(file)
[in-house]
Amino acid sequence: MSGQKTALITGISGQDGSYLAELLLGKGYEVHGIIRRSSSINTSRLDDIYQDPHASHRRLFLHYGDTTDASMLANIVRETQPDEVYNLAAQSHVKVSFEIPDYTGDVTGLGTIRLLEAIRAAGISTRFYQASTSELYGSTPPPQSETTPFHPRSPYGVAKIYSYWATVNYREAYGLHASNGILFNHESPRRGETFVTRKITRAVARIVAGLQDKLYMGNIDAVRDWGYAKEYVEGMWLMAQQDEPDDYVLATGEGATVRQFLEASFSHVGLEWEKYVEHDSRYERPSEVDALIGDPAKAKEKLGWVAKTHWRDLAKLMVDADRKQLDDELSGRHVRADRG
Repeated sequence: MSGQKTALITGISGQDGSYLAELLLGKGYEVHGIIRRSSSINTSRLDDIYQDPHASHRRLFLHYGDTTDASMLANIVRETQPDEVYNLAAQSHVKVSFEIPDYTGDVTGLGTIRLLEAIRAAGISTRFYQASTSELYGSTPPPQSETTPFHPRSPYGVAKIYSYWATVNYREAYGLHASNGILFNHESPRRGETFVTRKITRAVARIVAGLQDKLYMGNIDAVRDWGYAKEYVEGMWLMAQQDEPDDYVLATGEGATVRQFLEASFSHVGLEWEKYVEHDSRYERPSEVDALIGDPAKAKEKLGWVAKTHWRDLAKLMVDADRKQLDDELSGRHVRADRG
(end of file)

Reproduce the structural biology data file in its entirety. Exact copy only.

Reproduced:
[in-house]
Amino acid sequence: MSGQKTALITGISGQDGSYLAELLLGKGYEVHGIIRRSSSINTSRLDDIYQDPHASHRRLFLHYGDTTDASMLANIVRETQPDEVYNLAAQSHVKVSFEIPDYTGDVTGLGTIRLLEAIRAAGISTRFYQASTSELYGSTPPPQSETTPFHPRSPYGVAKIYSYWATVNYREAYGLHASNGILFNHESPRRGETFVTRKITRAVARIVAGLQDKLYMGNIDAVRDWGYAKEYVEGMWLMAQQDEPDDYVLATGEGATVRQFLEASFSHVGLEWEKYVEHDSRYERPSEVDALIGDPAKAKEKLGWVAKTHWRDLAKLMVDADRKQLDDELSGRHVRADRG
Repeated sequence: MSGQKTALITGISGQDGSYLAELLLGKGYEVHGIIRRSSSINTSRLDDIYQDPHASHRRLFLHYGDTTDASMLANIVRETQPDEVYNLAAQSHVKVSFEIPDYTGDVTGLGTIRLLEAIRAAGISTRFYQASTSELYGSTPPPQSETTPFHPRSPYGVAKIYSYWATVNYREAYGLHASNGILFNHESPRRGETFVTRKITRAVARIVAGLQDKLYMGNIDAVRDWGYAKEYVEGMWLMAQQDEPDDYVLATGEGATVRQFLEASFSHVGLEWEKYVEHDSRYERPSEVDALIGDPAKAKEKLGWVAKTHWRDLAKLMVDADRKQLDDELSGRHVRADRG